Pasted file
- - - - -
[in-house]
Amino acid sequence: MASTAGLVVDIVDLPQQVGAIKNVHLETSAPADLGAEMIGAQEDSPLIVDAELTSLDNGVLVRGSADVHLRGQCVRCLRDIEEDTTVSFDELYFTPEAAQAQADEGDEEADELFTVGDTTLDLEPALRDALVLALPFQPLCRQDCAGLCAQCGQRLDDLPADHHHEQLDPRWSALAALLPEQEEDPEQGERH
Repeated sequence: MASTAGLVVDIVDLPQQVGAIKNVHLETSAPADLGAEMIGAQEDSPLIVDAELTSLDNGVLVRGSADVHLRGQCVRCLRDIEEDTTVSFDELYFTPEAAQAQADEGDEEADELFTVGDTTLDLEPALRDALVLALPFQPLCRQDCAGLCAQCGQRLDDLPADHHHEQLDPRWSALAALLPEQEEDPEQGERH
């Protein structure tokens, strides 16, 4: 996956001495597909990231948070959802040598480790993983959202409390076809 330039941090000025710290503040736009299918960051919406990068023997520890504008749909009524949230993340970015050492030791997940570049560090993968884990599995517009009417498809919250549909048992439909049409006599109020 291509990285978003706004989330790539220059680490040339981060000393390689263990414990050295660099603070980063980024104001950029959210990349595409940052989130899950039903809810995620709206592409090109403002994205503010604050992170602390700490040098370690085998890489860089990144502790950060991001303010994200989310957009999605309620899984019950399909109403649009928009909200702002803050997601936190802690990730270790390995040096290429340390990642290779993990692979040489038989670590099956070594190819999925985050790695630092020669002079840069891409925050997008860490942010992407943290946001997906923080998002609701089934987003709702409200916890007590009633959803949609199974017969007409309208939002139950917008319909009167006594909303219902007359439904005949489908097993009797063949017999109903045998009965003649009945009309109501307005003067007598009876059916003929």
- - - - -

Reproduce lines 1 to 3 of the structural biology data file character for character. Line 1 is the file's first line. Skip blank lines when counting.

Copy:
[in-house]
Amino acid sequence: MASTAGLVVDIVDLPQQVGAIKNVHLETSAPADLGAEMIGAQEDSPLIVDAELTSLDNGVLVRGSADVHLRGQCVRCLRDIEEDTTVSFDELYFTPEAAQAQADEGDEEADELFTVGDTTLDLEPALRDALVLALPFQPLCRQDCAGLCAQCGQRLDDLPADHHHEQLDPRWSALAALLPEQEEDPEQGERH
Repeated sequence: MASTAGLVVDIVDLPQQVGAIKNVHLETSAPADLGAEMIGAQEDSPLIVDAELTSLDNGVLVRGSADVHLRGQCVRCLRDIEEDTTVSFDELYFTPEAAQAQADEGDEEADELFTVGDTTLDLEPALRDALVLALPFQPLCRQDCAGLCAQCGQRLDDLPADHHHEQLDPRWSALAALLPEQEEDPEQGERH